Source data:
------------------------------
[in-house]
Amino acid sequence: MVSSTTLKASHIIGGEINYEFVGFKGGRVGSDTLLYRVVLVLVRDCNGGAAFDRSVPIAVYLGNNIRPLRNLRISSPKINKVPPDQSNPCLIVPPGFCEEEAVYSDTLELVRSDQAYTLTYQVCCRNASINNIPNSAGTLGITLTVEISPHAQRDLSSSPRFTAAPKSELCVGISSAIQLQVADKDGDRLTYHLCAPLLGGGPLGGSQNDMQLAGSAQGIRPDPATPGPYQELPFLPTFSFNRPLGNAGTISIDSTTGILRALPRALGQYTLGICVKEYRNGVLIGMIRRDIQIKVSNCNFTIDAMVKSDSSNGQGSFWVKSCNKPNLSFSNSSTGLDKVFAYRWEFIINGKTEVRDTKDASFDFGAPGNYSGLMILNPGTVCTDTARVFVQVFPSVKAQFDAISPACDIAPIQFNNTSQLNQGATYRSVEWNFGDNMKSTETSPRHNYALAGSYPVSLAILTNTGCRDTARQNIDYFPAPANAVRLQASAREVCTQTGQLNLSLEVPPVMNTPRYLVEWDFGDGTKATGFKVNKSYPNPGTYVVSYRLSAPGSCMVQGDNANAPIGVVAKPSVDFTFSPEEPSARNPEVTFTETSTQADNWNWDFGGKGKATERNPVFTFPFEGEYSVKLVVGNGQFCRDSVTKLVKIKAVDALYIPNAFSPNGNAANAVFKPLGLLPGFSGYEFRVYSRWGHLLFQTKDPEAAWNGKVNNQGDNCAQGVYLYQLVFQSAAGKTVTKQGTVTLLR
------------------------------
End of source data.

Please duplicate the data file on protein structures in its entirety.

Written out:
[in-house]
Amino acid sequence: MVSSTTLKASHIIGGEINYEFVGFKGGRVGSDTLLYRVVLVLVRDCNGGAAFDRSVPIAVYLGNNIRPLRNLRISSPKINKVPPDQSNPCLIVPPGFCEEEAVYSDTLELVRSDQAYTLTYQVCCRNASINNIPNSAGTLGITLTVEISPHAQRDLSSSPRFTAAPKSELCVGISSAIQLQVADKDGDRLTYHLCAPLLGGGPLGGSQNDMQLAGSAQGIRPDPATPGPYQELPFLPTFSFNRPLGNAGTISIDSTTGILRALPRALGQYTLGICVKEYRNGVLIGMIRRDIQIKVSNCNFTIDAMVKSDSSNGQGSFWVKSCNKPNLSFSNSSTGLDKVFAYRWEFIINGKTEVRDTKDASFDFGAPGNYSGLMILNPGTVCTDTARVFVQVFPSVKAQFDAISPACDIAPIQFNNTSQLNQGATYRSVEWNFGDNMKSTETSPRHNYALAGSYPVSLAILTNTGCRDTARQNIDYFPAPANAVRLQASAREVCTQTGQLNLSLEVPPVMNTPRYLVEWDFGDGTKATGFKVNKSYPNPGTYVVSYRLSAPGSCMVQGDNANAPIGVVAKPSVDFTFSPEEPSARNPEVTFTETSTQADNWNWDFGGKGKATERNPVFTFPFEGEYSVKLVVGNGQFCRDSVTKLVKIKAVDALYIPNAFSPNGNAANAVFKPLGLLPGFSGYEFRVYSRWGHLLFQTKDPEAAWNGKVNNQGDNCAQGVYLYQLVFQSAAGKTVTKQGTVTLLR